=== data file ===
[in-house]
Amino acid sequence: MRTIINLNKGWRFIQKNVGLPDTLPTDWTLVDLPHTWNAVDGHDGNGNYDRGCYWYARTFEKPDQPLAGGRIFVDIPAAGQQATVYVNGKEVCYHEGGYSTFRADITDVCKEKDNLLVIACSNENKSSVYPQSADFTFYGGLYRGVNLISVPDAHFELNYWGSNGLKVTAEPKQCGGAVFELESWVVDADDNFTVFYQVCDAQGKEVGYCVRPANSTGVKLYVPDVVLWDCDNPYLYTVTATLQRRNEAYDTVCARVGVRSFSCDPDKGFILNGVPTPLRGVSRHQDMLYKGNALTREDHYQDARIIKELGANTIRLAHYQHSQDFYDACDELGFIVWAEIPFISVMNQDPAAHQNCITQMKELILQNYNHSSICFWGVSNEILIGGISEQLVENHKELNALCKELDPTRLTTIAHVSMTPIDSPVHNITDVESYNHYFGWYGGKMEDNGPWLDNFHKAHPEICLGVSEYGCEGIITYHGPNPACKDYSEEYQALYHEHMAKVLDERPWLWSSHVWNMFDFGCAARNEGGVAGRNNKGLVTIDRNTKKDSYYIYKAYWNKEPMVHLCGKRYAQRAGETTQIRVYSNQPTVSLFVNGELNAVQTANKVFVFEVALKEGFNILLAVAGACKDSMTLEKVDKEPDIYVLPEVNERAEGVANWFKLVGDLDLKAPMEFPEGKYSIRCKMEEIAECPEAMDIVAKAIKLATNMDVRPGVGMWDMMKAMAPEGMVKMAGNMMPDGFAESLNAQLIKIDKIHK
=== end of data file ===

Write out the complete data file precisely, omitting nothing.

[in-house]
Amino acid sequence: MRTIINLNKGWRFIQKNVGLPDTLPTDWTLVDLPHTWNAVDGHDGNGNYDRGCYWYARTFEKPDQPLAGGRIFVDIPAAGQQATVYVNGKEVCYHEGGYSTFRADITDVCKEKDNLLVIACSNENKSSVYPQSADFTFYGGLYRGVNLISVPDAHFELNYWGSNGLKVTAEPKQCGGAVFELESWVVDADDNFTVFYQVCDAQGKEVGYCVRPANSTGVKLYVPDVVLWDCDNPYLYTVTATLQRRNEAYDTVCARVGVRSFSCDPDKGFILNGVPTPLRGVSRHQDMLYKGNALTREDHYQDARIIKELGANTIRLAHYQHSQDFYDACDELGFIVWAEIPFISVMNQDPAAHQNCITQMKELILQNYNHSSICFWGVSNEILIGGISEQLVENHKELNALCKELDPTRLTTIAHVSMTPIDSPVHNITDVESYNHYFGWYGGKMEDNGPWLDNFHKAHPEICLGVSEYGCEGIITYHGPNPACKDYSEEYQALYHEHMAKVLDERPWLWSSHVWNMFDFGCAARNEGGVAGRNNKGLVTIDRNTKKDSYYIYKAYWNKEPMVHLCGKRYAQRAGETTQIRVYSNQPTVSLFVNGELNAVQTANKVFVFEVALKEGFNILLAVAGACKDSMTLEKVDKEPDIYVLPEVNERAEGVANWFKLVGDLDLKAPMEFPEGKYSIRCKMEEIAECPEAMDIVAKAIKLATNMDVRPGVGMWDMMKAMAPEGMVKMAGNMMPDGFAESLNAQLIKIDKIHK